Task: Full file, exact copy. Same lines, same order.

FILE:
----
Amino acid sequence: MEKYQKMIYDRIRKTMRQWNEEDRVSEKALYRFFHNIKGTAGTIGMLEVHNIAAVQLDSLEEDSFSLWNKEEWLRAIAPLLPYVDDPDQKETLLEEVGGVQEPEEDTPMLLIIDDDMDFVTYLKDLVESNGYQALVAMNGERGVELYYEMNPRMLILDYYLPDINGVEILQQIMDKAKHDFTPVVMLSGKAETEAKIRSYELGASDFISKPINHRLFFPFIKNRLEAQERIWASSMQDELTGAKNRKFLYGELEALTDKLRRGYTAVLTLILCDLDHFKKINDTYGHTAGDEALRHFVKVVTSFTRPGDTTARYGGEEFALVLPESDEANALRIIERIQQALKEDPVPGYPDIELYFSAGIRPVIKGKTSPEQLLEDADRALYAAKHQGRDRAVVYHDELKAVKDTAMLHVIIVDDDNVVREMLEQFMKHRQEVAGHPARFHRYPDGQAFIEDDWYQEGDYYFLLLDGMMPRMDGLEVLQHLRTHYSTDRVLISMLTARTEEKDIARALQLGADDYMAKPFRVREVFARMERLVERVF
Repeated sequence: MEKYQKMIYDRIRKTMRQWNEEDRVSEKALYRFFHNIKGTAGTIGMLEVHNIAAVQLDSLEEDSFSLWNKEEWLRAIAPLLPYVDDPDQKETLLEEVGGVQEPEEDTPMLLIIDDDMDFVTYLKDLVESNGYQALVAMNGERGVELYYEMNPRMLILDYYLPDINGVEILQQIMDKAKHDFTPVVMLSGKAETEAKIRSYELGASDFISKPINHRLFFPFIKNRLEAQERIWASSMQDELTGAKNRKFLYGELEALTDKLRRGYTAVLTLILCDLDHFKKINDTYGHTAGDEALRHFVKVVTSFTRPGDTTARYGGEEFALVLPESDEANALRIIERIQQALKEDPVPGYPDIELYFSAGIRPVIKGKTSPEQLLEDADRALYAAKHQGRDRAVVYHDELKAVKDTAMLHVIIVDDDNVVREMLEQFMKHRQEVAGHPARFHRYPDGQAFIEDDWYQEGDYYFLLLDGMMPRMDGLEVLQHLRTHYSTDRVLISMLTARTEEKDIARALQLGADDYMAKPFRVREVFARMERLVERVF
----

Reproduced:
Amino acid sequence: MEKYQKMIYDRIRKTMRQWNEEDRVSEKALYRFFHNIKGTAGTIGMLEVHNIAAVQLDSLEEDSFSLWNKEEWLRAIAPLLPYVDDPDQKETLLEEVGGVQEPEEDTPMLLIIDDDMDFVTYLKDLVESNGYQALVAMNGERGVELYYEMNPRMLILDYYLPDINGVEILQQIMDKAKHDFTPVVMLSGKAETEAKIRSYELGASDFISKPINHRLFFPFIKNRLEAQERIWASSMQDELTGAKNRKFLYGELEALTDKLRRGYTAVLTLILCDLDHFKKINDTYGHTAGDEALRHFVKVVTSFTRPGDTTARYGGEEFALVLPESDEANALRIIERIQQALKEDPVPGYPDIELYFSAGIRPVIKGKTSPEQLLEDADRALYAAKHQGRDRAVVYHDELKAVKDTAMLHVIIVDDDNVVREMLEQFMKHRQEVAGHPARFHRYPDGQAFIEDDWYQEGDYYFLLLDGMMPRMDGLEVLQHLRTHYSTDRVLISMLTARTEEKDIARALQLGADDYMAKPFRVREVFARMERLVERVF
Repeated sequence: MEKYQKMIYDRIRKTMRQWNEEDRVSEKALYRFFHNIKGTAGTIGMLEVHNIAAVQLDSLEEDSFSLWNKEEWLRAIAPLLPYVDDPDQKETLLEEVGGVQEPEEDTPMLLIIDDDMDFVTYLKDLVESNGYQALVAMNGERGVELYYEMNPRMLILDYYLPDINGVEILQQIMDKAKHDFTPVVMLSGKAETEAKIRSYELGASDFISKPINHRLFFPFIKNRLEAQERIWASSMQDELTGAKNRKFLYGELEALTDKLRRGYTAVLTLILCDLDHFKKINDTYGHTAGDEALRHFVKVVTSFTRPGDTTARYGGEEFALVLPESDEANALRIIERIQQALKEDPVPGYPDIELYFSAGIRPVIKGKTSPEQLLEDADRALYAAKHQGRDRAVVYHDELKAVKDTAMLHVIIVDDDNVVREMLEQFMKHRQEVAGHPARFHRYPDGQAFIEDDWYQEGDYYFLLLDGMMPRMDGLEVLQHLRTHYSTDRVLISMLTARTEEKDIARALQLGADDYMAKPFRVREVFARMERLVERVF